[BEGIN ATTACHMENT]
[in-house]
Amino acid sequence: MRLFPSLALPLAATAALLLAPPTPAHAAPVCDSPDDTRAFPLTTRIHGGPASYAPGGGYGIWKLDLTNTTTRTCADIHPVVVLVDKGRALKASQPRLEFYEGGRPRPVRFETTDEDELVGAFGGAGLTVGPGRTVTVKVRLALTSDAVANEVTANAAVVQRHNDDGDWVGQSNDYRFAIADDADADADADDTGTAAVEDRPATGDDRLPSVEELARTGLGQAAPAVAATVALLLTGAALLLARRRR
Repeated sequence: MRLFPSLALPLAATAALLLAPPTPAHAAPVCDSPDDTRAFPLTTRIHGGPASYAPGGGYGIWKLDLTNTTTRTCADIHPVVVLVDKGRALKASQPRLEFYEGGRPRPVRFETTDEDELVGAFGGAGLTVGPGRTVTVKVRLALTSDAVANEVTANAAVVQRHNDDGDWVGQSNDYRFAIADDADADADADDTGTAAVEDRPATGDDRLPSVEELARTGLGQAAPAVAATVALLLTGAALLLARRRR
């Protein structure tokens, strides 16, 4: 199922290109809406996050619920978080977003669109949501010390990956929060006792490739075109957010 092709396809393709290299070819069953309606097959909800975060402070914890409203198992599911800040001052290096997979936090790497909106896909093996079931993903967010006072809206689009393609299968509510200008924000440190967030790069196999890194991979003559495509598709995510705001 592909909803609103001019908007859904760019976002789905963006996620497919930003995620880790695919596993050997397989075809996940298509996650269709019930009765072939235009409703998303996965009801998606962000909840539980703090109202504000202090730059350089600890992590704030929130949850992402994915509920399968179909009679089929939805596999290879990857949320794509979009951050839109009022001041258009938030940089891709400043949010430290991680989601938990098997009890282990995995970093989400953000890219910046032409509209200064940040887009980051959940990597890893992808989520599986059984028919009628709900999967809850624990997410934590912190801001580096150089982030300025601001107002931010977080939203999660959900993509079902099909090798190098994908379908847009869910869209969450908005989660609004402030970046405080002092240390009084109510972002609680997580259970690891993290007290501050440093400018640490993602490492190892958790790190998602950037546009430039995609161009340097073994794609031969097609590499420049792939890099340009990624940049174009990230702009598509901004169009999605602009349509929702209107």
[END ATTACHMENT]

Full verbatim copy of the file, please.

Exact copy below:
[in-house]
Amino acid sequence: MRLFPSLALPLAATAALLLAPPTPAHAAPVCDSPDDTRAFPLTTRIHGGPASYAPGGGYGIWKLDLTNTTTRTCADIHPVVVLVDKGRALKASQPRLEFYEGGRPRPVRFETTDEDELVGAFGGAGLTVGPGRTVTVKVRLALTSDAVANEVTANAAVVQRHNDDGDWVGQSNDYRFAIADDADADADADDTGTAAVEDRPATGDDRLPSVEELARTGLGQAAPAVAATVALLLTGAALLLARRRR
Repeated sequence: MRLFPSLALPLAATAALLLAPPTPAHAAPVCDSPDDTRAFPLTTRIHGGPASYAPGGGYGIWKLDLTNTTTRTCADIHPVVVLVDKGRALKASQPRLEFYEGGRPRPVRFETTDEDELVGAFGGAGLTVGPGRTVTVKVRLALTSDAVANEVTANAAVVQRHNDDGDWVGQSNDYRFAIADDADADADADDTGTAAVEDRPATGDDRLPSVEELARTGLGQAAPAVAATVALLLTGAALLLARRRR
């Protein structure tokens, strides 16, 4: 199922290109809406996050619920978080977003669109949501010390990956929060006792490739075109957010 092709396809393709290299070819069953309606097959909800975060402070914890409203198992599911800040001052290096997979936090790497909106896909093996079931993903967010006072809206689009393609299968509510200008924000440190967030790069196999890194991979003559495509598709995510705001 592909909803609103001019908007859904760019976002789905963006996620497919930003995620880790695919596993050997397989075809996940298509996650269709019930009765072939235009409703998303996965009801998606962000909840539980703090109202504000202090730059350089600890992590704030929130949850992402994915509920399968179909009679089929939805596999290879990857949320794509979009951050839109009022001041258009938030940089891709400043949010430290991680989601938990098997009890282990995995970093989400953000890219910046032409509209200064940040887009980051959940990597890893992808989520599986059984028919009628709900999967809850624990997410934590912190801001580096150089982030300025601001107002931010977080939203999660959900993509079902099909090798190098994908379908847009869910869209969450908005989660609004402030970046405080002092240390009084109510972002609680997580259970690891993290007290501050440093400018640490993602490492190892958790790190998602950037546009430039995609161009340097073994794609031969097609590499420049792939890099340009990624940049174009990230702009598509901004169009999605602009349509929702209107």